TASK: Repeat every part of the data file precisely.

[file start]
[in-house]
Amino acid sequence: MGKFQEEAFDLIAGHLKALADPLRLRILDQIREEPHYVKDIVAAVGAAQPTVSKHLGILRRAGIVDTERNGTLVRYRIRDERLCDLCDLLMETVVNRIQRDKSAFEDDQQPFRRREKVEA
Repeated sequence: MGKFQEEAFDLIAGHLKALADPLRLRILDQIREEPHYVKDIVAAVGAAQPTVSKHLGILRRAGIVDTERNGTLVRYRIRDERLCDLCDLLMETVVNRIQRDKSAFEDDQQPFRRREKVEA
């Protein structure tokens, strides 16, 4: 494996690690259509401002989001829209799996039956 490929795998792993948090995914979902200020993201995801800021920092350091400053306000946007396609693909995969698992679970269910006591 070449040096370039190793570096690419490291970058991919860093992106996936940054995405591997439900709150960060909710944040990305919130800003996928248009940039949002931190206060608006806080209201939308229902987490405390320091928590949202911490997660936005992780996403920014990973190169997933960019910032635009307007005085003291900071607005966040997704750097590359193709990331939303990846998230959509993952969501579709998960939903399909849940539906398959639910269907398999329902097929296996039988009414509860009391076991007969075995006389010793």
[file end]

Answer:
[in-house]
Amino acid sequence: MGKFQEEAFDLIAGHLKALADPLRLRILDQIREEPHYVKDIVAAVGAAQPTVSKHLGILRRAGIVDTERNGTLVRYRIRDERLCDLCDLLMETVVNRIQRDKSAFEDDQQPFRRREKVEA
Repeated sequence: MGKFQEEAFDLIAGHLKALADPLRLRILDQIREEPHYVKDIVAAVGAAQPTVSKHLGILRRAGIVDTERNGTLVRYRIRDERLCDLCDLLMETVVNRIQRDKSAFEDDQQPFRRREKVEA
């Protein structure tokens, strides 16, 4: 494996690690259509401002989001829209799996039956 490929795998792993948090995914979902200020993201995801800021920092350091400053306000946007396609693909995969698992679970269910006591 070449040096370039190793570096690419490291970058991919860093992106996936940054995405591997439900709150960060909710944040990305919130800003996928248009940039949002931190206060608006806080209201939308229902987490405390320091928590949202911490997660936005992780996403920014990973190169997933960019910032635009307007005085003291900071607005966040997704750097590359193709990331939303990846998230959509993952969501579709998960939903399909849940539906398959639910269907398999329902097929296996039988009414509860009391076991007969075995006389010793």